Flat-rack containers (AKA flatbed trailer) are typically used for road transportation of various nonstandard and over-sized freight.  A flat rack is a flat platform with collapsible side walls at either end of the platform that allows over-width and over-height cargo (OOG). The flat racks are versatile in that they can be loaded onto a standard chassis or a specialty trailer (Lowboy, Step-deck, etc.) that will allow cargo additional height over the road. Load cargo onto flat racks allows for specialty cargo to be lifted on and off Trains, Trucks, & Vessels without directly attaching to the equipment decreases the risk of damage. Some standard cargo that is typically loaded onto flat racks includes lumber, pipe, plywood, rebar, and steel as it allows for easier loading which reduces cost and the risk of damage to the product & container.Flat racks are also ideal for loading machinery, construction equipment, and multiple tractors which can minimize shipping costs and make it feasible to load larger pieces of equipment that cannot be broken down into a container. 

Flat racks do have disadvantages such as cargo exposure while in transit (although this can be minimized if cargo is stowed below deck). It should also be noted that when shipping oversized cargo on flat-racks, no cargo can be placed above the flat-rack while on a vessel. This means that the cost is usually higher to ship cargo on flat racks since the space above the flat rack cannot be utilized by other cargo. When flat rack cargo is overly wide, the price to ship increases substantially since the container cell spaces on the left and right sides of the flat rack will no longer be able to accommodate other containerized cargo.  See graphical example:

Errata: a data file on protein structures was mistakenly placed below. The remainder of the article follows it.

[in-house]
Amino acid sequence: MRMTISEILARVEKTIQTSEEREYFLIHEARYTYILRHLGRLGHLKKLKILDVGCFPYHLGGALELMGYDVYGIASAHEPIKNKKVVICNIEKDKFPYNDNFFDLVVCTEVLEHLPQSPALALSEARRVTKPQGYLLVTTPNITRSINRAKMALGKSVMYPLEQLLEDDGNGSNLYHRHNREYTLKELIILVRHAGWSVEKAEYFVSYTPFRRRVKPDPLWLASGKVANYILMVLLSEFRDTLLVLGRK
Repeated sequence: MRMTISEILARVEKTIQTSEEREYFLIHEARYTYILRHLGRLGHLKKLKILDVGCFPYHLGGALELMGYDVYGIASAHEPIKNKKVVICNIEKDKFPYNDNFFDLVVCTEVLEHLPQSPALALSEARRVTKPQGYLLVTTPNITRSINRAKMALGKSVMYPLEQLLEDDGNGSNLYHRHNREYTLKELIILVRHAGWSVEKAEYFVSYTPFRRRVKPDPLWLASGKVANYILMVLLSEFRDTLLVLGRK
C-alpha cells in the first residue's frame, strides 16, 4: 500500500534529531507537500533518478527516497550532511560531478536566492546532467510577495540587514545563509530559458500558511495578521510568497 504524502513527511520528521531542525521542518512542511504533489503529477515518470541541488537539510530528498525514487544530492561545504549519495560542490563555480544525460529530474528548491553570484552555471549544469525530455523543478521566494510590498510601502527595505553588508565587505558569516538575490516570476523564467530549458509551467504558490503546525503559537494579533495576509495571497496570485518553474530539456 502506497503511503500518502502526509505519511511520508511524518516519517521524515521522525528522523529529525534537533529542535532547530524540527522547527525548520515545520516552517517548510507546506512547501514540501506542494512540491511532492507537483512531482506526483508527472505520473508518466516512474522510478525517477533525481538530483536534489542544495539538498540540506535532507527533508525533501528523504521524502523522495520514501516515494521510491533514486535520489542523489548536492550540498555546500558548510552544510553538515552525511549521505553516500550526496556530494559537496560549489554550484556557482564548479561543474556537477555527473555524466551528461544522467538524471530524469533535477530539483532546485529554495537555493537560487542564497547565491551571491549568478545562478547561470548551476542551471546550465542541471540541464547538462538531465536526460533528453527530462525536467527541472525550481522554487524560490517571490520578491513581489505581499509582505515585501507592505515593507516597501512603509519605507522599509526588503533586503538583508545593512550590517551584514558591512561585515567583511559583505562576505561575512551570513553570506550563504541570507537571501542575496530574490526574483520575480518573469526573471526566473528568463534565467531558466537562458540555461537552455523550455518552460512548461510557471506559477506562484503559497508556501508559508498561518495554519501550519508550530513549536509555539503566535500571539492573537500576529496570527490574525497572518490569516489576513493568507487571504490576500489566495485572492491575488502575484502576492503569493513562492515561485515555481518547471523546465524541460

Normal Container [standard container]

unit 4

unit 2

unit 6

unit 3

Your Container [standard]

unit 5


Over Height Flat-rack

unit 3


unit 5

unit 2

Your Container [out of gage]

unit 4


Over Height & Over Width Flat-rack





Your Container [out of gage]



Your container or Flat-rack

Other Cargo / Containers

Empty Space due to your Flat-rack


Sea Cargo Inc. has a network of highly experienced loaders that can assist or handle all types of flat rack projects please contact our team with any information about your project and we would be happy to make any move simple.


Effective August 8, 2016, the Traffic Mitigation Fee (TMF) will increase to $70.49 per TEU and $140.98 per FEU.  Please see the attached Press Release dated July 8, 2016.

 Direct Pay accounts claiming and paying for Import Containers prior to the rate increase will still be responsible for the entire new fee if the containers move on or after August 8, 2016.

If an Import container is claimed/paid for at the current rates of $69.17 TEU /$138.34 FEU but moves during Peak hours on or after August 8, 2015, then an additional $1.32/TEU or $2.64/FEU will need to be paid after the move.

 Containers may be claimed at the new rate after close of business (6pm PDT) Friday, August 5, 2016.  Do not attempt to unclaim and reclaim unmoved Import containers claimed prior to 6pm on August 5th as this could prevent the container from being released on or after August 8th. To minimize the administrative burden, we recommend that you delay claiming/prepaying containers until after 6 pm on Friday, Aug 5th for containers anticipated to move on or after August 8, 2016. 

Our Customer Service Center representatives will contact you after August 8th to resolve any balance(s) due. 

Direct Pay Exports will be billed based on the fee rate in place at the time of the gate transaction and do not require prepayment.